32. Advertising • One way to differentiate your product from others. • Advertising goals • Promotes efficient resource allocation- allows company to grow larger and more efficient. • Promotes Competition- this allows people to have choice and to alternate between dealerships. • Persuades people with catchy phrases and silly anecdotes. • Informs people of the choice they will make with there purchase.

  33. Advertising Techniques 1. Commercials ex. “3 Wishes” 2. Magazines ex. Motor Trend 3. Billboards ex. Llamar advertising 4.Internet ex. www.vehix.com

  34. Diseconomies of Scale • Distribution • 310 Dealers in U.S. • Management • Regional Offices 1.) New York 2.) Washington, D.C., 3.) Chicago 4.) San Franciso 5.) Los Angeles 6.) Jacksonville www.mbusa.com

  35. Perfectly Competitive Market Large number of buyer and sellers. 1,600 Mercedes Benz dealers located worldwide Mercedes Benz sold over 206,633 vehicles in 2001. Homogenous Products Vehicles Produced (Cars, Trucks, SUVS) Many people consider vehicles to be the same. They do not differentiate between vehicles made by Ford or General Motors. The exception to this would be cars that are built for superior safety and styling, example would be Bentley. www.mbusa.com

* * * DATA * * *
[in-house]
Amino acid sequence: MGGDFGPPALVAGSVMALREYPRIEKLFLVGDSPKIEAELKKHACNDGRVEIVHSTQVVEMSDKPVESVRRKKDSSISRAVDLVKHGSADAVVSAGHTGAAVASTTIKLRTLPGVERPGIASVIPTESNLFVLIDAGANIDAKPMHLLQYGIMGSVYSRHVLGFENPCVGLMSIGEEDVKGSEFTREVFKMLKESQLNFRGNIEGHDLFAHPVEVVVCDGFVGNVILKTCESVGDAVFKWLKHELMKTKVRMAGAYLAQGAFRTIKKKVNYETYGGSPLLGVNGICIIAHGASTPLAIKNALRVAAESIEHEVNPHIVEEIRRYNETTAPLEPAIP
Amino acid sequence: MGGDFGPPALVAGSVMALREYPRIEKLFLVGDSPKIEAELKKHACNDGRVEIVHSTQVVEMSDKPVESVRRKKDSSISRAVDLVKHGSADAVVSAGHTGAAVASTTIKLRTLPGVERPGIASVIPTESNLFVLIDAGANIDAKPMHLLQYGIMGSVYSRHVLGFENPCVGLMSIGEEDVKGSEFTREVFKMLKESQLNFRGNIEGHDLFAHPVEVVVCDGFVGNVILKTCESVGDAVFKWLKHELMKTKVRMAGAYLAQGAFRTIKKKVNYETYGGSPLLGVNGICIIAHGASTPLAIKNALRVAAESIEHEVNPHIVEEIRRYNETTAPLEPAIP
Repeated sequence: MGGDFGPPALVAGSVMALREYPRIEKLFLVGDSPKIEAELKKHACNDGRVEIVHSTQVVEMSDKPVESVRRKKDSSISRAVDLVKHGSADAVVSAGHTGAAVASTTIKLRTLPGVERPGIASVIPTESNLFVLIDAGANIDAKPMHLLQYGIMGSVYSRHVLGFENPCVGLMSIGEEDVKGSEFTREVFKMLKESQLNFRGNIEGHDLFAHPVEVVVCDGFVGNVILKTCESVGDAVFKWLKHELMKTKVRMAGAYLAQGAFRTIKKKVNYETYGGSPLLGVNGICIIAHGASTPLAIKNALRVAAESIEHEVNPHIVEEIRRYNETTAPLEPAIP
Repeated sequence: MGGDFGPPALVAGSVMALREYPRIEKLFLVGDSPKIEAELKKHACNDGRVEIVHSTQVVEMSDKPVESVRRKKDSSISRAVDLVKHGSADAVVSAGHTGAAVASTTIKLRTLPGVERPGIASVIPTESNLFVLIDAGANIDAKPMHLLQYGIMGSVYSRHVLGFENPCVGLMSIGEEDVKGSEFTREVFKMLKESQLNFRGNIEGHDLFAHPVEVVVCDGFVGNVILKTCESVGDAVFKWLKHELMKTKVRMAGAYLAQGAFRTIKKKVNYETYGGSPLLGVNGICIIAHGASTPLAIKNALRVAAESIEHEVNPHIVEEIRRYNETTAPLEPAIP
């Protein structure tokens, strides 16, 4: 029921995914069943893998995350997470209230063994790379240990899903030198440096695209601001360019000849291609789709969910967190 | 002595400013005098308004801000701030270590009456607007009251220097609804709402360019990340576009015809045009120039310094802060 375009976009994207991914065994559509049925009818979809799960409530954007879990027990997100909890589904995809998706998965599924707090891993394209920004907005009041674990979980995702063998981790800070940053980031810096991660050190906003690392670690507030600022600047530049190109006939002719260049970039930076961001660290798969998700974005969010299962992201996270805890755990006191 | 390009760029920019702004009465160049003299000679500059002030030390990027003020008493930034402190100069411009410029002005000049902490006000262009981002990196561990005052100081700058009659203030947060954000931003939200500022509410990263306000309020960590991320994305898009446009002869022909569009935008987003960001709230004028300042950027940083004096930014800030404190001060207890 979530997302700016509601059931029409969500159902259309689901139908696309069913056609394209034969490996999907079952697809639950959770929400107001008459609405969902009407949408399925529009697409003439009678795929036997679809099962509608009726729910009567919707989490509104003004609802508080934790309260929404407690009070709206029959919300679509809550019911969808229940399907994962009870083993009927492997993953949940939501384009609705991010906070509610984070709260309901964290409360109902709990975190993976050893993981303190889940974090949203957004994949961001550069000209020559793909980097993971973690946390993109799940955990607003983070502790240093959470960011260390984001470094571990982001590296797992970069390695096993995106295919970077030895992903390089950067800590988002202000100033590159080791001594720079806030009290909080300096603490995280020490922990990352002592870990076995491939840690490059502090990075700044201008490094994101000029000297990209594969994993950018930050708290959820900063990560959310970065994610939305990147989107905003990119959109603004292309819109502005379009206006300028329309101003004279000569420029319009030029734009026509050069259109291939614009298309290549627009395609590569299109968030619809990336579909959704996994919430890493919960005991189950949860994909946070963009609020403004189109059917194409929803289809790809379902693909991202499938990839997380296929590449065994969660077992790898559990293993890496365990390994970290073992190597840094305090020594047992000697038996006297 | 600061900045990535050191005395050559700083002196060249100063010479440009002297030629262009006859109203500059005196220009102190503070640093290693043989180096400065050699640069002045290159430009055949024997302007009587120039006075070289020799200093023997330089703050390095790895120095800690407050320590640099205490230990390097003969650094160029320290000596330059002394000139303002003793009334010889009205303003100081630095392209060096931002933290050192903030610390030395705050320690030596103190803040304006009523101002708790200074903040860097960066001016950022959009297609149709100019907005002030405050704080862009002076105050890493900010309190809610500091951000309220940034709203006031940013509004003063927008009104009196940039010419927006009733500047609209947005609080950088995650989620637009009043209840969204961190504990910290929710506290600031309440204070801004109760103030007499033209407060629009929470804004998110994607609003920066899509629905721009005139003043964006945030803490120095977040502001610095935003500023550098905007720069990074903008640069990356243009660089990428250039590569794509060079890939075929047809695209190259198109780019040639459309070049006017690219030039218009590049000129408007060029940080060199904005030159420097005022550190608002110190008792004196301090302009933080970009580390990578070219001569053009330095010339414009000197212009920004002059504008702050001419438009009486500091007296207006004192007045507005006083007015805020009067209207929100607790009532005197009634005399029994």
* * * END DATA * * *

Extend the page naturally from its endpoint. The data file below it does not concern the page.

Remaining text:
36. Perfectly Competitive Market (cont.) Easy entrance and exit No barriers to entry Companies are free to enter and long as they produce a product that consumers will purchase. Examples: Kia (1994) Daewoo (1998) No barriers to exit Companies that do not produce to where MR=MC will not last in the market Example: Delorean Motor Company(1986) Kia Rio Daewoo Lanos http://deloreanmotorcenter.com/about_don.htmlhttp://www.daewoous.com/DMindex.asphttp://www.kia.com

  37. Perfectly Competitive Market (cont.) Perfect Knowledge Buyers and sellers have the same knowledge. With information available in magazines such as MotorTrend and on the Internet, there is no reason that buyers and sellers should not be aware of prices.

  38. Factors of Production Entrepreneurial Activity • Land • Labor • Capitol

  39. Land The physical space on which production takes place, as well as the natural resources found under it Land occupied all over the world by factories, sales and service outlets 50 world-wide production plants 6,300 world-wide full service and sale outlets for passenger and commercial vehicles www.mbusa.com

  40. Land (continued) Each dot on the map represents a major manufacturing facility owned by Daimler Chrysler in the world. www.daimlerchrylser.com